Remembering a major maestro 23 years on...
It's the 23rd anniversary of Herbert von Karajan's death today; he died in 1989 at the age of 81. Which seems a pretty good excuse to share what I've been listening to over the past couple of months – the DG box set 'Karajan. The 1960s'. And it does exactly what it says on the box – every recording Karajan made in just over a decade (some discs were made in 1959 while there's another from 1973) excluding the Cav and Pag he made with the forces of La Scala and his BPO Ring cycle. What's quite astounding is the range of Karajan's repertoire – I can't think of another conductor who conducted such a breadth of music. And Karajan's canny ability to balance the overtly popular (and therefore commercial) with the more 'hard-core' (Second Viennese School, Bruckner symphonies and so on) must have been a major contributing factor to his global reputation. There's a full track listing on DG's website.
'Karajan. The 1960s' is an 82-CD set. It retails at Amazon UK for £149.40 (working out at £1.82 per disc) or, on Amazon US $220.92 (or $2.69 per disc) – an astoundingly inexpensive way to acquire a huge amount of music, once you've parted with a sizeable chunk of money. The packaging is stylish and, à la Originals (and countless imitations ever since), each disc is adorned with its original art work, though the type of many of the sleeve backs is so tiny that reading them is all but impossible!
I've listened to each of the discs – some straight from CD, some ripped onto various portable devices – and the standard of performance is breath-taking. There are, of course, numerous classic recordings here: the Beethoven symphony cycle complete with a Ninth that shines with a luminosity that has rarely been equalled; there's the Haydn Creation with singers of the calibre of Janowitz, Wunderlich and Fischer-Dieskau; there's his first Shostakovich Tenth and Honegger symphonies (performances of biting intensity that make you wish that Karajan had conducted more 20th-century music); there's his Sibelius Symphonies Nos 4-7 (dark and brooding with an icy edge); there's some classic Richard Strauss (Ein Heldenleben – the interloper from 1959 – Don Quixote with Fournier, and the first Metamorphosen); there's his glorious account of Debussy's La mer and the second Ravel Daphnis suite; there's the four Brahms symphonies and his deeply moving account of the German Requiem (Janowitz and Waechter)… The list goes on and on…
There are all sorts of now rather tired Karajan clichés: 'He was only any good with the Philharmonia'; 'He was basically a deeply unpleasant man and not worth listening to at all'; 'Everything sounded the same'; 'All he was interested in was beauty of sound'; 'He was only any good in second-rate music'. Just grab a handful of these discs and it's hard to pass such easy verdicts. Yes, he did favour a rich, burnished orchestral sound (just listen to his Rimsky Scheherazade or the disc of opera intermezzi and, yes, you'll be amazed at the sound he cultivated) but take that Shostakovich Tenth and beauty is not the prime goal. Elegance is there aplenty – the disc of dances by Johann Strauss II is exquisitely nuanced, and I must admit to being totally won over by his gorgeous way with the Coppélia music by Delibes (a recording I'd not heard before). But there's bite a-plenty and his Beethoven sounds nowhere near so heavy on its feet as recent cycles from, say, Thielemann and Barenboim.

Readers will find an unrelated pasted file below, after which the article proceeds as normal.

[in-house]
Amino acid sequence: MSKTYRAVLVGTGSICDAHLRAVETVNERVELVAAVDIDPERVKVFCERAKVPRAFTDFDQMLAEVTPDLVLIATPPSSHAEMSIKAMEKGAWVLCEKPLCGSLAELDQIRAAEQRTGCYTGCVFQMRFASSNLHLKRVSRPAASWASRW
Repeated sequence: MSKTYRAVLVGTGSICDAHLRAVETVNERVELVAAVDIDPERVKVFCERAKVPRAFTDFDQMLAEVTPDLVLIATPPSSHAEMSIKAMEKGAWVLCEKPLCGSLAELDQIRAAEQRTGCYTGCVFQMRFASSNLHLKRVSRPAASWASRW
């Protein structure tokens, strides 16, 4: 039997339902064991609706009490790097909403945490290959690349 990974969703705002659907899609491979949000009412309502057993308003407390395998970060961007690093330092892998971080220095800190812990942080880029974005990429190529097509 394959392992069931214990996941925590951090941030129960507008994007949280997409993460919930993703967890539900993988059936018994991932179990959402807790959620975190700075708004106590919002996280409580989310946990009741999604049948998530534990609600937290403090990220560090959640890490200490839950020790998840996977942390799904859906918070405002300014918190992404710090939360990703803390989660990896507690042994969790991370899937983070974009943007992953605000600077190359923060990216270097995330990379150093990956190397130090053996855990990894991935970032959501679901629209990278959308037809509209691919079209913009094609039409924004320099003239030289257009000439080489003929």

The 1960s was a remarkable decade for the Berlin Philharmonic, especially for its unparalleled woodwind section – these were the years when oboist Lothar Koch, horn-player Gerd Seifert, clarinettist Karl Leister and flautist Karl-Heinz Zöller were young men and new to the orchestra (and at the end of the 1960s James Galway would also join as a principal). And from this characterful epicentre, the Berlin Philharmonic sound radiated outwards.
There are of course a handful of discs that to today's ears sound very much of their time – Karajan's Bach Brandenburgs and Orchestral Suites, his Handel Concerti grossi and his big-band baroquerie (including that Brucknerian Albinoni Adagio), but it's invariably rhythmically lively. As are the Mozart symphonies, which are done with great style – after all, Karajan was Austrian!
I heard Karajan in concert four times (Bach, Mozart and Richard Strauss in Oxford) and three Royal Festival Hall concerts that included three of the Brahms symphonies, Schoenberg's Verklärte Nacht (grotesque!), Beethoven's Fourth Symphony and Richard Strauss's Ein Heldenleben (the last two performances now available on CD from Testament. And from those four concerts, I can't imagine hearing Metamophosen or Ein Heldenleben done better – they remain indelibly etched into my musical memory.
So, on this anniversary of Karajan's death, I shall pluck disc 76 from the box, sit back and listen to Metamorphosen and reflect on a man who brought great music-making to a quite unequalled number of people. No surprise, then, that he romped home – by a huge lead – as No 1 in Gramophone's Hall of Fame earlier this year.
James Jolly is Gramophone's Editor-in-Chief. After four years of co-presenting BBC Radio 3's weekday morning programme "Classical Collection" has moved to Sunday mornings, with Rob Cowan his fellow presenter; he also hosts some Saturday afternoon shows. His blogs will explore live and recorded music, as well as downloading and digital delivery.